In his inaugural address Tuesday and in a letter to the city manager on Wednesday, Mayor Rex Richardson said he would push to declare a state of emergency over homelessness, which has risen dramatically over the past two years.
What exactly does that mean? Here’s what we know so far.
How will it work?
Long Beach is following Los Angeles in declaring a state of emergency on homelessness, but how it will work here will be different from LA, where the city structure gives the mayor more power, like the ability to vote on policies.
There, Mayor Karen Bass has the authority to dispense funds, approve master leases and speed up permitting processes. Certain purchases would not have to go out to bid and would not require council approval.
Because of Long Beach’s charter structure, those new powers would largely rest with City Manager Tom Modica, who was given similar leeway during the COVID-19 pandemic.
Modica said the declaration would allow the city to do things like move city employees into different roles to help the city’s efforts to combat homelessness as well as allow his office and other departments to enter into contracts under certain thresholds before council approval.
For the city manager’s office, that limit is $1 million and for other departments, which would have to be approved by Modica’s office, the limit is $500,000. Those contracts would still be retroactively approved by the council but would allow work to begin before being put on a council agenda.
The declaration could allow the city to move faster on two planned projects, the conversion of the Luxury Inn in North Long Beach and a tiny home development at the Multi-Service Center.
“If you bid that in a normal process, it’s going to take several months,” Modica said of the roughly three dozen tiny homes it hopes to build. “We’ll be looking for ways to accelerate that.”
Modica said the city’s focus would be on interim housing, but it could also look to acquiring land for permanent housing. However, unlike Los Angeles, the city isn’t granted the ability to commandeer land under the order but Modica said it does want to work with landlords who have open units that can be rented to the roughly 300 unhoused people who have housing vouchers.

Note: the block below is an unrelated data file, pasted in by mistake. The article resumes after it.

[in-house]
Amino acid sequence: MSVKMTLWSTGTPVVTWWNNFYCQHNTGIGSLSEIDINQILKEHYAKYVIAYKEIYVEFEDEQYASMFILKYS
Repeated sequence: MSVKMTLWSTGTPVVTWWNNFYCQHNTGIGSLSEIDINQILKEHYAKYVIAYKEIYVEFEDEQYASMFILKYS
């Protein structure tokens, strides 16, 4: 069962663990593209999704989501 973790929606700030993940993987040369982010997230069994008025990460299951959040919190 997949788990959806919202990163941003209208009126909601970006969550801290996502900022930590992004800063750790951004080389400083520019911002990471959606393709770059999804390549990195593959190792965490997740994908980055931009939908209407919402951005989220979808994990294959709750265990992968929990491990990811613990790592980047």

“Now we need apartments, the city doesn’t create apartments,” Modica said. “That’s where we need extra partnership.”
Modica said the city would also look internally and outside the city for additional sources of money to fund programs and projects to help the city’s unhoused.
The city’s plans could include new plans for safe parking areas, where people living in their cars can park at night and be connected to services, and other interim shelters. The city recently opened its winter shelter in East Long Beach, which will operate through March with an 81-bed capacity.
When will this happen?
The City Council is expected to vote Jan. 10 on declaring a state of emergency in the city for homelessness.
If adopted, the emergency declaration would require a periodic re-approval by the City Council, which Modica said could be biannually but the language of the declaration has not been finalized.
Why is this happening?
Richardson and District 1 Councilmember Mary Zendejas, who represents Downtown, both signed the letter sent to city management Wednesday.
Homelessness in the city rose by 62% over the last point-in-time count conducted in 2020, and the issue has roiled business owners and residents who say the conditions have made city streets less safe.
Last month, Zendejas said she was in the early stages of drafting an emergency declaration but declined to share details about the draft.
Wednesday’s letter called on all departments and geographic regions in Long Beach to pitch in.
“To be successful, we need our City to be more nimble, bringing more resources faster to those who need it the most,” the letter said. “We need every area of the City to be ‘all in’, with a specific commitment from each of the 9 Councilmembers to do their part to welcome services that bring relief to those suffering on our streets.”
The letter called for property owners, educational institutions and even the Port of Long Beach and the city’s Water Department to help, possibly by offering land for temporary or permanent housing construction, or to help in administering other services to help the city fight homelessness.
It also called for the county to bring more mental health resources to the city, and for the city to increase its speed in hiring, contracting and procuring homeless service providers.